Contact: Carole Baggerly
GrassrootsHealth Research Shows over 50% Lower Incidence of Diabetes with Vitamin D
GrassrootsHealth published data from its D*action public action study showing greater than 50% lower incidence rate of type 2 diabetes in the GrassrootsHealth cohort with substantially higher vitamin D levels than a cohort representing national averages.
ENCINITAS, CA (February 08, 2016) - GrassrootsHealth published data from its D*action public action study showing greater than 50% lower incidence rate of type 2 diabetes in the GrassrootsHealth cohort with substantially higher vitamin D levels than a cohort representing national averages. ”It is time to make a change in public health,” states Carole Baggerly, Director of GrassrootsHealth, “the safety and benefits of vitamin D supplementation have been proven.”
The study appears in the January 2016 (volume 155, part B) issue of The Journal of Steroid Biochemistry and Molecular Biology.
According to the Centers for Disease Control and Prevention (CDC), diabetes afflicts 29.1 million people in the United States, about 9% of the population. Type 2 diabetes accounts for 90-95% of adult diabetes cases. The estimated total yearly cost of diabetes in the United States is $245 billion. “It is time to make a change NOW!” exclaimed Baggerly, “The standard of care is to recommend healthy eating, physical exercise, cessation of smoking – but what about vitamin D? This small change, made daily through sun or supplements, could have a drastic effect on health outcomes. If the standard of medical care changed to perform vitamin D testing and supplementation to adequate levels, 40-60 ng/ml, much disease could be prevented according to our panel of scientists and seen through our disease incidence prevention chart.”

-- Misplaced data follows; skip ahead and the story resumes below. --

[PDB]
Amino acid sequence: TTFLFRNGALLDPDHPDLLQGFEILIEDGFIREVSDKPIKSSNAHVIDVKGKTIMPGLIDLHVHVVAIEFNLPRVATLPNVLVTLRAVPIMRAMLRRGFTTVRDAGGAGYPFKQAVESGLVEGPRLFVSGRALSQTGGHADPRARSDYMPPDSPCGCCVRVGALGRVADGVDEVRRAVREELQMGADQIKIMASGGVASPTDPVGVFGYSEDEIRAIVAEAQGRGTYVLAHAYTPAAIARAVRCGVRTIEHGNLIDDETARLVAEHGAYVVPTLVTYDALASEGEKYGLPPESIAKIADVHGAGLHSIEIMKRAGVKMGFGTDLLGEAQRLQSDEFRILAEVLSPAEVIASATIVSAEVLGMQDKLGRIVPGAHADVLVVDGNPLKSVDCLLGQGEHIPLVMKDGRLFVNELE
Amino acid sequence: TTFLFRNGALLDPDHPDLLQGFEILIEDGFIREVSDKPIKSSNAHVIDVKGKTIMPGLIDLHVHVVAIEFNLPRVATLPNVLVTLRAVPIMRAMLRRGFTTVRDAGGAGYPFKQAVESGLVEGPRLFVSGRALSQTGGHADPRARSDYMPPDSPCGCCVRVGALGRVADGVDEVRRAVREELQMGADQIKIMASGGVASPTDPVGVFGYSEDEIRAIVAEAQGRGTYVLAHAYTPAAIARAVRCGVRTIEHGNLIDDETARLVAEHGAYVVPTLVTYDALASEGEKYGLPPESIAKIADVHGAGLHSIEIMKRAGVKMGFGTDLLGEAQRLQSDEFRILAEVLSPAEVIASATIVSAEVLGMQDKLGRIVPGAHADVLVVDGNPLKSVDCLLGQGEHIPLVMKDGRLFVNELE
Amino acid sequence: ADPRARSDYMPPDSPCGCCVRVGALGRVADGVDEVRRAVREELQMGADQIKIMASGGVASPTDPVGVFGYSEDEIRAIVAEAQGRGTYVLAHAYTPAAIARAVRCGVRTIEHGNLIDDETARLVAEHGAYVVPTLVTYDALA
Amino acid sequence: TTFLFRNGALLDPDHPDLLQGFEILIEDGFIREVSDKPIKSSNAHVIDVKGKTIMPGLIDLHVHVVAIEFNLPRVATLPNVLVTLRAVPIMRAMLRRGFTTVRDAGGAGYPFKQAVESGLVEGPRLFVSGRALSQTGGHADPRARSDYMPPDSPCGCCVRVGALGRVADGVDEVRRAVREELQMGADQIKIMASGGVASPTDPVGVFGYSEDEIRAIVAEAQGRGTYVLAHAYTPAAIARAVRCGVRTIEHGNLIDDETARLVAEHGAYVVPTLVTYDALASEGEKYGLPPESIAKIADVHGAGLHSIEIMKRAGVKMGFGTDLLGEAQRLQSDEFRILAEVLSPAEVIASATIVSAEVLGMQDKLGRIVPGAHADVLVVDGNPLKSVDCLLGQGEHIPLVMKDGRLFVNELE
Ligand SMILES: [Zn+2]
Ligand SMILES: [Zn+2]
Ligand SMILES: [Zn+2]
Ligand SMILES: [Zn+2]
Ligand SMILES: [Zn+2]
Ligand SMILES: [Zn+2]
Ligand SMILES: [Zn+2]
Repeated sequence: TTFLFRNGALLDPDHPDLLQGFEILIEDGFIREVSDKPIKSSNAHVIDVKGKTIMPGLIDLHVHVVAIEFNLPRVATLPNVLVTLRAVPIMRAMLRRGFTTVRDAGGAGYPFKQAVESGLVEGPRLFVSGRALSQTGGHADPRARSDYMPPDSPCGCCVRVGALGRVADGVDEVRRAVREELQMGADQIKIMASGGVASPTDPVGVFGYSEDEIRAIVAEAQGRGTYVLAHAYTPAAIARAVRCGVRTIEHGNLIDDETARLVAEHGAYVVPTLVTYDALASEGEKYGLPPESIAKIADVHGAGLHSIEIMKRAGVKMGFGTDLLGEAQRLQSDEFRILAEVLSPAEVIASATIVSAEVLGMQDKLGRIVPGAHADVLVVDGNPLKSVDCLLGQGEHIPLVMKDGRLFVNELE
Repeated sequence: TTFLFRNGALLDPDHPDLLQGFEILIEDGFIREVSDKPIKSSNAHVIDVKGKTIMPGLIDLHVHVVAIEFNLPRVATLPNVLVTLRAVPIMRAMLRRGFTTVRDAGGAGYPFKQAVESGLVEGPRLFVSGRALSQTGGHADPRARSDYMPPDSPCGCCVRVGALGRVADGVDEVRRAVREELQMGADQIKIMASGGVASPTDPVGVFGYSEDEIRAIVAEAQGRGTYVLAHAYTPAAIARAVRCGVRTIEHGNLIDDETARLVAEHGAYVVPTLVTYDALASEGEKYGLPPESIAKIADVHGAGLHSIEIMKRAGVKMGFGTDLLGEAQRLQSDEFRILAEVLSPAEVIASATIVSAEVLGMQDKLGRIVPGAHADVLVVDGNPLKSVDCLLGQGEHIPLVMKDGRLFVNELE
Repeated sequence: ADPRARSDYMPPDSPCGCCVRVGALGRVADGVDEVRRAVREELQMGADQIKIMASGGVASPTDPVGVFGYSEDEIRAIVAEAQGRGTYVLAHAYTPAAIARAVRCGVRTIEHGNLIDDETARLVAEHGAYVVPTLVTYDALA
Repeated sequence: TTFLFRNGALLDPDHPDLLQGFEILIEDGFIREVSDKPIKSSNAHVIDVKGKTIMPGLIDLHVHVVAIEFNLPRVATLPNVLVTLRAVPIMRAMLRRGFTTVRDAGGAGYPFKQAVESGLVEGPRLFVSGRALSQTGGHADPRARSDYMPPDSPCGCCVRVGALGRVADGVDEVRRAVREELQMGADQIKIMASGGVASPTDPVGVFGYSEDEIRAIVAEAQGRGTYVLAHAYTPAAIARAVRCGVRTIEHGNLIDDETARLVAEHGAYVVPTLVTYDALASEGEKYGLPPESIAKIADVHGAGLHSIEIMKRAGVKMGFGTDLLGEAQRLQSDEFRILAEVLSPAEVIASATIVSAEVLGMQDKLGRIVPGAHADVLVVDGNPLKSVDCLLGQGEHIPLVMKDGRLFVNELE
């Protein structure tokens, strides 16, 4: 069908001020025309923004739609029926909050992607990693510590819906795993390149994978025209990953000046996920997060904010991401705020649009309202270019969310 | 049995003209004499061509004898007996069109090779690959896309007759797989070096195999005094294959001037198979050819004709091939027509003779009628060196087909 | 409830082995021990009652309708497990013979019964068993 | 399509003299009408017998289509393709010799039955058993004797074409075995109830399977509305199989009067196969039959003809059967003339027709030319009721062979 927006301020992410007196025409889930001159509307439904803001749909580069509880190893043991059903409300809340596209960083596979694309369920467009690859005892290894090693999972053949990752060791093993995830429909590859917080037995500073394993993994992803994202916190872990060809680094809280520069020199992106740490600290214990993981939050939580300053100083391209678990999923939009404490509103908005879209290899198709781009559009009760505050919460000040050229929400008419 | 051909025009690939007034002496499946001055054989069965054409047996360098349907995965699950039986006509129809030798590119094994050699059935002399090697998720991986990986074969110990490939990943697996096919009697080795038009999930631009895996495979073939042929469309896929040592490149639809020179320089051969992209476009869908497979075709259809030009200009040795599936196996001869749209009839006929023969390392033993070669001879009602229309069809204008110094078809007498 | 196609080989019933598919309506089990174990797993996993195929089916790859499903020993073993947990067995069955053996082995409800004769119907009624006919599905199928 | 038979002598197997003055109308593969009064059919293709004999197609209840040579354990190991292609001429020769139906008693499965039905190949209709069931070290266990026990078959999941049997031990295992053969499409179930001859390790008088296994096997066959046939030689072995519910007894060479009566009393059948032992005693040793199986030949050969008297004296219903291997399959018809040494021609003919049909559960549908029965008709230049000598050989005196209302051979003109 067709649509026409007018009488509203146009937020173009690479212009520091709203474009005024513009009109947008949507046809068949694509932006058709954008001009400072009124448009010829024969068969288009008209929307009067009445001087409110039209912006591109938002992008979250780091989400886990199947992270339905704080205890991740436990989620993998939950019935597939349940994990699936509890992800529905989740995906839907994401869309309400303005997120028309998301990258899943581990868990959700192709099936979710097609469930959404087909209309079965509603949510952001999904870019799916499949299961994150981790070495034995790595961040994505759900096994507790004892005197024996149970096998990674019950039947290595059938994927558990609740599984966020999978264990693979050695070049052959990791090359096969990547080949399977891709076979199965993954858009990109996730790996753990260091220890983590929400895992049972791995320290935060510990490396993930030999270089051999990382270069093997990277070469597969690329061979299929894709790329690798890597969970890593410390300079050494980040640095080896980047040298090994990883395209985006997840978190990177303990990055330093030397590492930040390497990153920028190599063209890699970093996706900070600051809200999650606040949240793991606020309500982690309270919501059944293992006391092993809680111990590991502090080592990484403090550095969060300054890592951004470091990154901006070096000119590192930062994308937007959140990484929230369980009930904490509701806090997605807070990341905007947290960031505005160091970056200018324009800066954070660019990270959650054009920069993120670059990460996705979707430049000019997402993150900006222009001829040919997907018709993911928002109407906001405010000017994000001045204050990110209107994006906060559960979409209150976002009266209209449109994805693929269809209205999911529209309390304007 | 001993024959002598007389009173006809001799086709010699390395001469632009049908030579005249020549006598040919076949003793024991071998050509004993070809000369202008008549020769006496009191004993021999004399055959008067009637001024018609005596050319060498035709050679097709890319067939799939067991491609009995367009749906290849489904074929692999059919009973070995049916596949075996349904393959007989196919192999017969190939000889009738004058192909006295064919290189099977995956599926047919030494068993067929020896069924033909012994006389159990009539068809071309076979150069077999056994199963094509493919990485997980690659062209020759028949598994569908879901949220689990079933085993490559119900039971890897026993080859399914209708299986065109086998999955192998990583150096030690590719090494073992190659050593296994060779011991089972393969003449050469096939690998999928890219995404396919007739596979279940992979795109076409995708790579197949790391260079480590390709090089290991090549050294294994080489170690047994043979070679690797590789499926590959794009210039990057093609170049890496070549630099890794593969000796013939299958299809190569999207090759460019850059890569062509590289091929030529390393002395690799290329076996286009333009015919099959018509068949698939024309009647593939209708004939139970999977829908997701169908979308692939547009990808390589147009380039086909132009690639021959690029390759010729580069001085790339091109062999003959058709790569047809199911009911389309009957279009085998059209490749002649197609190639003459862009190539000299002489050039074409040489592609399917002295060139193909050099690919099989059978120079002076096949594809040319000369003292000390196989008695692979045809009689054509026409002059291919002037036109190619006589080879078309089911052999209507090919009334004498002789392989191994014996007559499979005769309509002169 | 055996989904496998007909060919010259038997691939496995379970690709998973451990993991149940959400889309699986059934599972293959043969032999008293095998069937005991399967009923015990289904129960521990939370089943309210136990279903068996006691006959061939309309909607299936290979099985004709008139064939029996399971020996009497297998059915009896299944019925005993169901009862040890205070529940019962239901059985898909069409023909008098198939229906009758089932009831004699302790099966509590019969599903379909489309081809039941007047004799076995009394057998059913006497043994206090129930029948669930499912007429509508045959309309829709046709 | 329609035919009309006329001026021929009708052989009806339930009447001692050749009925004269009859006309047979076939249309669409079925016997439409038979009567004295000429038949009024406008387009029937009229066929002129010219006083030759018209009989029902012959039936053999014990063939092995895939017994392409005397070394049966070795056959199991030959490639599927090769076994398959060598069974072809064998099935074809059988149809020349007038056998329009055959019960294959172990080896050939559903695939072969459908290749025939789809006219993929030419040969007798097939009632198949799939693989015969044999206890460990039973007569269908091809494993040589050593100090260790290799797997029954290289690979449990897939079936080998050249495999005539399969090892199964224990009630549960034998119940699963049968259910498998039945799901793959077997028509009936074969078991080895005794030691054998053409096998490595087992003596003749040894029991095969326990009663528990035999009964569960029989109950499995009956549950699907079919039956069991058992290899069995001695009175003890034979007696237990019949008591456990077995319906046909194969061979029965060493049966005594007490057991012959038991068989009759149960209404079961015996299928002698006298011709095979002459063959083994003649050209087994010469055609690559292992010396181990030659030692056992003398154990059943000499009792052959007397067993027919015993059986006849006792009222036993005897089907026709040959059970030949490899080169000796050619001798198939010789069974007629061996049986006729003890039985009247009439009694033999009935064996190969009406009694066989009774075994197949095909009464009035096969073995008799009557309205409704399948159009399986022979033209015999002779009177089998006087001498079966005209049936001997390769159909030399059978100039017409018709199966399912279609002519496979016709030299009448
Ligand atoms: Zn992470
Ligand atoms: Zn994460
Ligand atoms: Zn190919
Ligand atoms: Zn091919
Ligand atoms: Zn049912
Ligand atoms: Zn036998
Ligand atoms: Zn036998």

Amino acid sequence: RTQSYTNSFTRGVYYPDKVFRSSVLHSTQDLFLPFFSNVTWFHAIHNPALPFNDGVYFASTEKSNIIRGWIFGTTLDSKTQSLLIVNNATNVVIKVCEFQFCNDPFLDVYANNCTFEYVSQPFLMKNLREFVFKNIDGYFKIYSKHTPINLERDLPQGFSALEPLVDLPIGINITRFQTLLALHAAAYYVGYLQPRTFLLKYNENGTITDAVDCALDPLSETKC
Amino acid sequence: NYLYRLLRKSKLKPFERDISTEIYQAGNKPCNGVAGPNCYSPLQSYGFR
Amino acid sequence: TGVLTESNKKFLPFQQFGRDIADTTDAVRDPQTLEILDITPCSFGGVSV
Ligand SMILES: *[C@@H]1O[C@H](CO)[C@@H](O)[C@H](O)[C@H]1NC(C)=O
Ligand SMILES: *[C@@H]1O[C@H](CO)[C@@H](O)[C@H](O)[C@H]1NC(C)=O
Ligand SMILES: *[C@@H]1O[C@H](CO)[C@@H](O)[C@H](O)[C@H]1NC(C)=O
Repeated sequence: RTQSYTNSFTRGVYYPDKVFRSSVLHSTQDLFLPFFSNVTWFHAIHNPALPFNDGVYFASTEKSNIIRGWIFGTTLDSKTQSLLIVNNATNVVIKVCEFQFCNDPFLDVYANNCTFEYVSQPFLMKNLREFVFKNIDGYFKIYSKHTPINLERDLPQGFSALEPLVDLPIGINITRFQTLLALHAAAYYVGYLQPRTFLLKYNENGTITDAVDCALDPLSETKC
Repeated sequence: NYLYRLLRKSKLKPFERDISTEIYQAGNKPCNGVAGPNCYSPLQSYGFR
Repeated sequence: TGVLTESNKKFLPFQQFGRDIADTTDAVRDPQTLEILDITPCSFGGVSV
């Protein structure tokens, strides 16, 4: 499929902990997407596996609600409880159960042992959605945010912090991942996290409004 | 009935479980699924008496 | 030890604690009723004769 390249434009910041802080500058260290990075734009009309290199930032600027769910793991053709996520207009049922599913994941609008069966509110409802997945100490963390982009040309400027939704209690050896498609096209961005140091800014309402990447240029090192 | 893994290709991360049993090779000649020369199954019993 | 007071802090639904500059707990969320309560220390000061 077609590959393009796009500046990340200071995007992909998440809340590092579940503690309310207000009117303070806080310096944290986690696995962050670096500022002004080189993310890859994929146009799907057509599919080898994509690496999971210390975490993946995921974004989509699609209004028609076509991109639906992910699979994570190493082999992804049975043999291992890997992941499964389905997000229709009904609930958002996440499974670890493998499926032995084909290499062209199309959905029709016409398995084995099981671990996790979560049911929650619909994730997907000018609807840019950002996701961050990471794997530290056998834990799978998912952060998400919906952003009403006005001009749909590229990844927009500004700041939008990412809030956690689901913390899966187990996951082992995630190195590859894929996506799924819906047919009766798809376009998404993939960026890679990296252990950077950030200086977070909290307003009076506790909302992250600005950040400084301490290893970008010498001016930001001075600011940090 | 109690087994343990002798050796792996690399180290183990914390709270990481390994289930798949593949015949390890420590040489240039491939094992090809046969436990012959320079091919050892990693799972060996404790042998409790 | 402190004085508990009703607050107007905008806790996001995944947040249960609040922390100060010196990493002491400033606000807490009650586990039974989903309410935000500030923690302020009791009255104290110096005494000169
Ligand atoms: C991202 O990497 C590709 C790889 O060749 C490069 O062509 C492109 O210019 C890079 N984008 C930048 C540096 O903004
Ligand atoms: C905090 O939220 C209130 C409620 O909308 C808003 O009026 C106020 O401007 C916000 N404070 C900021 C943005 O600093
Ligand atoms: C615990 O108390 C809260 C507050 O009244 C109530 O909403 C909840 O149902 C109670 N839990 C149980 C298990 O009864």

GrassrootsHealth data is collected from at-home 25(OH)D blood tests from people of all ages, health statuses, and geographic locations. Along with each blood test, participants also complete a health questionnaire. We ask that participants complete a new test and questionnaire every 6 months for 5 years to collect long-term data.
For this study on diabetes, the GrassrootsHealth data was compared to data from the National Health and Nutrition Examination Survey (NHANES). NHANES is a study program, combining interviews and physical examinations, designed to assess the health and nutritional status of adults and children in the United States. To match the data from the two data sets for comparison, GrassrootsHealth data was limited to participants 20 years and older residing in the United States who had not had a history of diabetes more than a year before enrollment.
The GrassrootsHealth cohort has a median 25(OH)D level of 41 ng/mg vs. NHANES with a median of 22 ng/ml. When comparing the number of cases seen in each population group in the study period, the GrassrootsHealth cohort has a full 60% lower incidence rate of diabetes.
“There have been studies that have shown no correlation between vitamin D and diabetes,” said Robert Heaney, MD, Creighton University and GrassrootsHealth Research Director, “but those studies either had too few participants, or did not use enough vitamin D. In order for nutrient studies to be effective it is important that enough of the nutrient be used to change the nutrient status in participants from deficient to sufficient. Only studies reporting over a large nutrient range will have enough data to be definitive.”
GrassrootsHealth is a nonprofit public health research organization dedicated to moving public health messages regarding vitamin D from science into practice. It has a panel of 48 senior vitamin D researchers from around the world contributing to its operations. GrassrootsHealth is currently running the D*action population intervention program to solve the vitamin D deficiency epidemic worldwide. Under the D*action umbrella, there are programs looking at the entire population as well as targeted programs for breast cancer prevention and a ‘Protect Our Children NOW!’ program to reduce the complications of vitamin D deficiency encountered during pregnancy and childhood.